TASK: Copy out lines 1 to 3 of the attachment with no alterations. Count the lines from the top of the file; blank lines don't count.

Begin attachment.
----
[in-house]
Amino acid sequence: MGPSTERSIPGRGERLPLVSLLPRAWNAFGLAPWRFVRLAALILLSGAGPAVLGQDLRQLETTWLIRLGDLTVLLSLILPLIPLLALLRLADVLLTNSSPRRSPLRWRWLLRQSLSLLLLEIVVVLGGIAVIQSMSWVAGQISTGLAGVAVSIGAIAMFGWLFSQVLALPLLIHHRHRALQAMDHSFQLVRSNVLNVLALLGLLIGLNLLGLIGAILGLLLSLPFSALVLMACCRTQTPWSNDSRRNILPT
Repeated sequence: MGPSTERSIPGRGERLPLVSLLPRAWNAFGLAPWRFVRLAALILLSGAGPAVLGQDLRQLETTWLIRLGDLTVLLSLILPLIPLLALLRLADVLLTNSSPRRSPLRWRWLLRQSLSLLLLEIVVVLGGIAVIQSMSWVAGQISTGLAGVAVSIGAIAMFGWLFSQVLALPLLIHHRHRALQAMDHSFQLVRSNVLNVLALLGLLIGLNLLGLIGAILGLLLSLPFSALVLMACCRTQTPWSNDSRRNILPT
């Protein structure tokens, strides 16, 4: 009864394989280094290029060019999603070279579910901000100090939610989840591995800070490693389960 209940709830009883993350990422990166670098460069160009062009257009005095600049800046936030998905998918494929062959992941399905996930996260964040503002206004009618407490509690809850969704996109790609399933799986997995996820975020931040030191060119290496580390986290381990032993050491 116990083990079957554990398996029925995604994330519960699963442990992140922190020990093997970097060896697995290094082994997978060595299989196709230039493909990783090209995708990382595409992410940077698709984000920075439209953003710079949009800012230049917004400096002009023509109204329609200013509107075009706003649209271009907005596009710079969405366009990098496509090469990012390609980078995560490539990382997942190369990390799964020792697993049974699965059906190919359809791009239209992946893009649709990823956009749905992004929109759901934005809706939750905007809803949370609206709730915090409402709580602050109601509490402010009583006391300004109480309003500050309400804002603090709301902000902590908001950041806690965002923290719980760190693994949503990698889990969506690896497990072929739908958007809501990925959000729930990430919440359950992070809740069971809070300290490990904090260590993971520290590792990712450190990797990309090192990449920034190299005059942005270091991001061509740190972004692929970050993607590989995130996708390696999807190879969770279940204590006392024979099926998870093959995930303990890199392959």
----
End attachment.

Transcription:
[in-house]
Amino acid sequence: MGPSTERSIPGRGERLPLVSLLPRAWNAFGLAPWRFVRLAALILLSGAGPAVLGQDLRQLETTWLIRLGDLTVLLSLILPLIPLLALLRLADVLLTNSSPRRSPLRWRWLLRQSLSLLLLEIVVVLGGIAVIQSMSWVAGQISTGLAGVAVSIGAIAMFGWLFSQVLALPLLIHHRHRALQAMDHSFQLVRSNVLNVLALLGLLIGLNLLGLIGAILGLLLSLPFSALVLMACCRTQTPWSNDSRRNILPT
Repeated sequence: MGPSTERSIPGRGERLPLVSLLPRAWNAFGLAPWRFVRLAALILLSGAGPAVLGQDLRQLETTWLIRLGDLTVLLSLILPLIPLLALLRLADVLLTNSSPRRSPLRWRWLLRQSLSLLLLEIVVVLGGIAVIQSMSWVAGQISTGLAGVAVSIGAIAMFGWLFSQVLALPLLIHHRHRALQAMDHSFQLVRSNVLNVLALLGLLIGLNLLGLIGAILGLLLSLPFSALVLMACCRTQTPWSNDSRRNILPT